Will ‘Mine Is Yours’ propel Cold War Kids into the spotlight?
The curse of midlevel stardom is familiar to Cold War Kids. The California band has been trying to put its idiosyncratic stamp on modern rock for six years.
So far, the band has toured with Death Cab for Cutie and Clap Your Hands Say Yeah. It churned out two albums and a slew of EPs before hooking up with a major producer — Jacquire King, of Kings of Leon’s mammoth Only By the Night — to record its latest release, Mine Is Yours. But success — big-time success — has remained elusive.
“If we had any expectations, we kind of ignored them,” bassist Matt Maust says of the band’s ascent. “I think we have them now.”
The Fullerton, California, band started in 2004, living communally before touring behind 2006’s Robbers & Cowards and 2008’s Loyalty to Loyalty. “I think that for the good first bit of the raw-dog-ness of starting a band, we just wanted to play music,” Maust says.
Each release has brought the band bigger success. Yet despite enthusiastic support from U.K. fans, Cold War Kids has failed to connect on a large scale. The band scored modern-rock hits with “Hang Me Up to Dry” and “Something Is Not Right With Me,” and Loyalty to Loyalty entered the Billboard chart at No. 21, but critics have been divided.
In front of a live Fuel TV audience on the Fox Studios lot in Los Angeles, the band patiently runs through two of Mine Is Yours‘ strongest cuts: the thumping blues-rock nugget and lead single “Louder Than Ever” and Grey’s Anatomy-ready tear-jerker “Skip the Charades.” Then they play both songs again. The sonic growth from the band’s earlier, more raucous days is clear on these songs, polished tunes buoyed by throaty singer Nathan Willett’s precision and by the lush keyboards, plaintive backup vocals and glimmering, delayed guitar lines of the rest of the band. (At one point, Willett actually has to ask a crowd of kids watching not to clap along so the performance won’t be muddied when it airs. “Less enthusiasm,” he jokes.)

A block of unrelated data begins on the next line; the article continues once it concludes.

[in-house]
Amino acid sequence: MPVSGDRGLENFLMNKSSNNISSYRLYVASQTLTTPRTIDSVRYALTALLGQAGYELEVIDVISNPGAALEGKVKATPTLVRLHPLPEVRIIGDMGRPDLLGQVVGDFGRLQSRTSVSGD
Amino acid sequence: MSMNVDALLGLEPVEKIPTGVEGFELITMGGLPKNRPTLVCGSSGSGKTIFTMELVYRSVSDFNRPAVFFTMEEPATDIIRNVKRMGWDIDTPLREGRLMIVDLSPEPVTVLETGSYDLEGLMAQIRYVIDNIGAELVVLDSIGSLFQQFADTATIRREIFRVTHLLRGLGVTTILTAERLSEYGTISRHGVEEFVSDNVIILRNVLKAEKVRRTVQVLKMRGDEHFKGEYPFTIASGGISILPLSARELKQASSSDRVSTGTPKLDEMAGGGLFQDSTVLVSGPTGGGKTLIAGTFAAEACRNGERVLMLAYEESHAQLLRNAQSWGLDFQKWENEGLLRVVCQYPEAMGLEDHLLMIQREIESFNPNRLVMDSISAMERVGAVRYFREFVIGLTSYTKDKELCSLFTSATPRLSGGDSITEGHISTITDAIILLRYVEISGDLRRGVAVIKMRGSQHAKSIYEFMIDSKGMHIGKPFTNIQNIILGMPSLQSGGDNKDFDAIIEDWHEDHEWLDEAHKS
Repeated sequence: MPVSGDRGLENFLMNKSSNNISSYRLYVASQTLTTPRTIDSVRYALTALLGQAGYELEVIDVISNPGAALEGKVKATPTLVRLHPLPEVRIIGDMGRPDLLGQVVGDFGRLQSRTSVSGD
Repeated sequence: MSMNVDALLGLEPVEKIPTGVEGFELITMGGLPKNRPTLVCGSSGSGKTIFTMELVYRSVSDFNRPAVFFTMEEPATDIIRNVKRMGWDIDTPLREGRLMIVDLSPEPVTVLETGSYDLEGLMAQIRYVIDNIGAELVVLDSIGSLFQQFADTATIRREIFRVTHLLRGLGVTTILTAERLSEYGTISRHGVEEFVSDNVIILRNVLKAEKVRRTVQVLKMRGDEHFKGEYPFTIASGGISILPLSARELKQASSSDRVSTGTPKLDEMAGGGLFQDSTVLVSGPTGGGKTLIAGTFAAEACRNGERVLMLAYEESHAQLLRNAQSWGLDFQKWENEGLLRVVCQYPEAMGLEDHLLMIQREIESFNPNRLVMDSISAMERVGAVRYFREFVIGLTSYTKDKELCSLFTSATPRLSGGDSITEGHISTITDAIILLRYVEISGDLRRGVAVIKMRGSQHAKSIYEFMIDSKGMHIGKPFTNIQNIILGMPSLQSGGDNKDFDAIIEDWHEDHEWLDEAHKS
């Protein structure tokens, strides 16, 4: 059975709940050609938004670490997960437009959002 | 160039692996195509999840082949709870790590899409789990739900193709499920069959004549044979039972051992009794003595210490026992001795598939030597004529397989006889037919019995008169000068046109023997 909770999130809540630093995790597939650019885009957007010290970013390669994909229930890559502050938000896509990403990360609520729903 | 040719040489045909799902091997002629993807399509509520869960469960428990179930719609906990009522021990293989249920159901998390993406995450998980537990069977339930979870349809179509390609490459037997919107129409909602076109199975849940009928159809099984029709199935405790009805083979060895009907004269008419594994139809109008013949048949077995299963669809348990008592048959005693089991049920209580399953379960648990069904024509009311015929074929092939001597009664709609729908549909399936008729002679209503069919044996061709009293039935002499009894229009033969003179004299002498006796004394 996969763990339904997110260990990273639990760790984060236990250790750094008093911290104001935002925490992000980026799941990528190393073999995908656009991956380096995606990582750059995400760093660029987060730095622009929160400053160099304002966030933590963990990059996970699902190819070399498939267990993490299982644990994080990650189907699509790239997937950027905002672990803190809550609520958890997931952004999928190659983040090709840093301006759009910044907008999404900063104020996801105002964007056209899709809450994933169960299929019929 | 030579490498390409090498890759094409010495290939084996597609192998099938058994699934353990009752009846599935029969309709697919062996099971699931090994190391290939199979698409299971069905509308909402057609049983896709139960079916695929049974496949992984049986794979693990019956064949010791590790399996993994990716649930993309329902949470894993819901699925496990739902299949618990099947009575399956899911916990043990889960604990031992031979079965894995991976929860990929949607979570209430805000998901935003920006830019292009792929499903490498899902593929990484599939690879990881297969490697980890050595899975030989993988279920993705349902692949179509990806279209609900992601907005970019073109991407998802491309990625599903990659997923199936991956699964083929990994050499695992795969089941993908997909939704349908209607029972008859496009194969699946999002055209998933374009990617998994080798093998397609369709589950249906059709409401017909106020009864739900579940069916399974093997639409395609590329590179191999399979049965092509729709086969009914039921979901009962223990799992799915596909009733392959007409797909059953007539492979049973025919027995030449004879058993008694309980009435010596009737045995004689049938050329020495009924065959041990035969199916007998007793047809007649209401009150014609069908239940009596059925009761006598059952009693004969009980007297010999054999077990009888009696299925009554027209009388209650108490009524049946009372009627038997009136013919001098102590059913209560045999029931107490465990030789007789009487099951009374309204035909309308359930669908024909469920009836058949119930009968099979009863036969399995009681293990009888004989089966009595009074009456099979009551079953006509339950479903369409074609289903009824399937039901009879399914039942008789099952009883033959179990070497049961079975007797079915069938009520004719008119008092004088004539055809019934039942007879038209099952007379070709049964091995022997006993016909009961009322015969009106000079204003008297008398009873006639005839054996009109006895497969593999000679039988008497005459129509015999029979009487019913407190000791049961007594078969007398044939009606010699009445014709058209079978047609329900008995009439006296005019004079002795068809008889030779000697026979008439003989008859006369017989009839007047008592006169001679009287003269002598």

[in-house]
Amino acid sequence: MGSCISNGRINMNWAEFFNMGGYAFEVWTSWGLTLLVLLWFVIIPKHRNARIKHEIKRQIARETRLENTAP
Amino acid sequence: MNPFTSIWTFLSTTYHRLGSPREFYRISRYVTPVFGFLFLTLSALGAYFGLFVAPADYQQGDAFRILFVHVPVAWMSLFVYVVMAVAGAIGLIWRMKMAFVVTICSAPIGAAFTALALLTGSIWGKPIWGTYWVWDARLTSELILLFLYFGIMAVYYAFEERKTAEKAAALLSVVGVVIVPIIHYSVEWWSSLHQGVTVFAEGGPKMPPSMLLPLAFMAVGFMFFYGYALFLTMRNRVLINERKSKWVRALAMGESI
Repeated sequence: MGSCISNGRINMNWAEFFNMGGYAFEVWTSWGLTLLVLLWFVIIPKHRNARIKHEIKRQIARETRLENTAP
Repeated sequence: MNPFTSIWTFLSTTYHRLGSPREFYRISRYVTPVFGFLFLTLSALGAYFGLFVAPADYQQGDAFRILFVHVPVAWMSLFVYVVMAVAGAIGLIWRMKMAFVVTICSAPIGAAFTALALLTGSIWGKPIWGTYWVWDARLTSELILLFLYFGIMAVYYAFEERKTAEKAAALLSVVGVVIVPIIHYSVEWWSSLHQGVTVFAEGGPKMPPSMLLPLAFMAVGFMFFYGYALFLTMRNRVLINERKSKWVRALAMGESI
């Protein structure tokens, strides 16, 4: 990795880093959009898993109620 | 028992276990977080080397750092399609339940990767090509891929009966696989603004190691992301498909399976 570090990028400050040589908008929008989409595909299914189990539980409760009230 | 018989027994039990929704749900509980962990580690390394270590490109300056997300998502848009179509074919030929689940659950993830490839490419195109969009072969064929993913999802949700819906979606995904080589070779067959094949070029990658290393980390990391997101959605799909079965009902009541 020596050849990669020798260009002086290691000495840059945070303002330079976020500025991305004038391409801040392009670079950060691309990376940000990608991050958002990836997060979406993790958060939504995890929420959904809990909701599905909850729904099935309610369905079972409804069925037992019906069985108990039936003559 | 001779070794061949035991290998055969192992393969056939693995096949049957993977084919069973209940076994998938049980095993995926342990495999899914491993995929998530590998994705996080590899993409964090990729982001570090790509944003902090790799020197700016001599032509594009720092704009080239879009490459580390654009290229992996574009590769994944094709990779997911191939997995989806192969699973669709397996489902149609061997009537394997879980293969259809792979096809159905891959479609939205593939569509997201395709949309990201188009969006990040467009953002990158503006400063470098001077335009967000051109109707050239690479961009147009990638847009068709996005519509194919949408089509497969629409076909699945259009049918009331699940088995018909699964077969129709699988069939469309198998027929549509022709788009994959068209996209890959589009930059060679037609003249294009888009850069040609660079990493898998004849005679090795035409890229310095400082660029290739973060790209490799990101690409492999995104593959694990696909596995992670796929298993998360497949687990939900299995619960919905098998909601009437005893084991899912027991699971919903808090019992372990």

“I feel like we’ve been working up to this [record],” Willett says, sitting at a table outside the studio after the taping. “You can’t take yourself so seriously in terms of the ‘arriving’ record. But for us, it felt like, OK, I can see us expanding here.”
The band holed up in Nashville for seven weeks last February and March to record. Then the guys headed to Los Angeles, where they recently relocated after stays in Fullerton and Long Beach. (Orange County can be dangerous for bands, Willett says. “You either die or you homogenize.”)
Recording was a small struggle in itself. “We always spend very minimal time in the studio and seem to focus more on our live show,” Maust says, thumbing the band’s 4-inch mascot, a stuffed animal named Lucky Taz. “This time, we went into the studio with just ideas, a lot of ideas — a lot of really good ideas — and with no complete songs, which is a little intimidating. But we felt really comfortable with Jacquire.” Willett and Maust agree that King helped eliminate the band’s self-described “studiophobia.”
The Kids penned these new tunes after lengthy jam sessions, adding synths and congas where necessary. Flashes of novelty — the looping drums underpinning “Bulldozer,” the electro-blues of “Sensitive Kid” — light up big vocal hooks and splashy drums.
Willett’s lyrics on Mine Is Yours move away from the darker and more narrative-intensive Loyalty to Loyalty toward relationship drama, which is only natural for a band that spent its studio downtime watching the films of Robert Altman (Short Cuts), John Cassavetes (Husbands) and Paul Thomas Anderson (Magnolia). “It seems to me, with the other records, we always used other bands and music as common ground,” Willett says. “This time, we watched so many movies.”
Their Netflix queue illuminated some truths for Willett about relationships. “A lot of it was relational and having to do with commitment — people who were jumping into commitments very seriously, some of them successfully, some of them not so much.”
Willett hopes that Mine Is Yours will take its critical and commercial place next to albums by such conversation-dominating acts as the National and Arcade Fire. He admits that he now pays attention to criticism, having largely ignored it in the past. “I see how special those bands are and how they have gotten to do what they do on a wide audience level, and I think we could be kind of in their company.”
If that sounds bold, he tries to frame his ambition modestly. “We’ll see how this record does, I guess. You kinda have to allow for it to connect organically.”